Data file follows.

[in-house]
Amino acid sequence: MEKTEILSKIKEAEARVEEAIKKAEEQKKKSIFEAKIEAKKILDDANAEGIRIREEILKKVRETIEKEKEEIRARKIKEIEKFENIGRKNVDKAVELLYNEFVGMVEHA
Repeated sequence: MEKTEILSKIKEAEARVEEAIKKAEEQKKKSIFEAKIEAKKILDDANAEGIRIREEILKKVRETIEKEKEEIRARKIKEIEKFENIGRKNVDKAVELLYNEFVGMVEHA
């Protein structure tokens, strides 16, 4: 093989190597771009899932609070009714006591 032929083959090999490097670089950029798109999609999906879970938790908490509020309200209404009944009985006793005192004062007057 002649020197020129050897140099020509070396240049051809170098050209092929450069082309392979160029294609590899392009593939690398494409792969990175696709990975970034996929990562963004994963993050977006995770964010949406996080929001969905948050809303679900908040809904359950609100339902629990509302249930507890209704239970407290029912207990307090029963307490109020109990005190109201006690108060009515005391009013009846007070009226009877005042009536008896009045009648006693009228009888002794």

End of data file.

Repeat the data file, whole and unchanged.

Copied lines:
[in-house]
Amino acid sequence: MEKTEILSKIKEAEARVEEAIKKAEEQKKKSIFEAKIEAKKILDDANAEGIRIREEILKKVRETIEKEKEEIRARKIKEIEKFENIGRKNVDKAVELLYNEFVGMVEHA
Repeated sequence: MEKTEILSKIKEAEARVEEAIKKAEEQKKKSIFEAKIEAKKILDDANAEGIRIREEILKKVRETIEKEKEEIRARKIKEIEKFENIGRKNVDKAVELLYNEFVGMVEHA
């Protein structure tokens, strides 16, 4: 093989190597771009899932609070009714006591 032929083959090999490097670089950029798109999609999906879970938790908490509020309200209404009944009985006793005192004062007057 002649020197020129050897140099020509070396240049051809170098050209092929450069082309392979160029294609590899392009593939690398494409792969990175696709990975970034996929990562963004994963993050977006995770964010949406996080929001969905948050809303679900908040809904359950609100339902629990509302249930507890209704239970407290029912207990307090029963307490109020109990005190109201006690108060009515005391009013009846007070009226009877005042009536008896009045009648006693009228009888002794």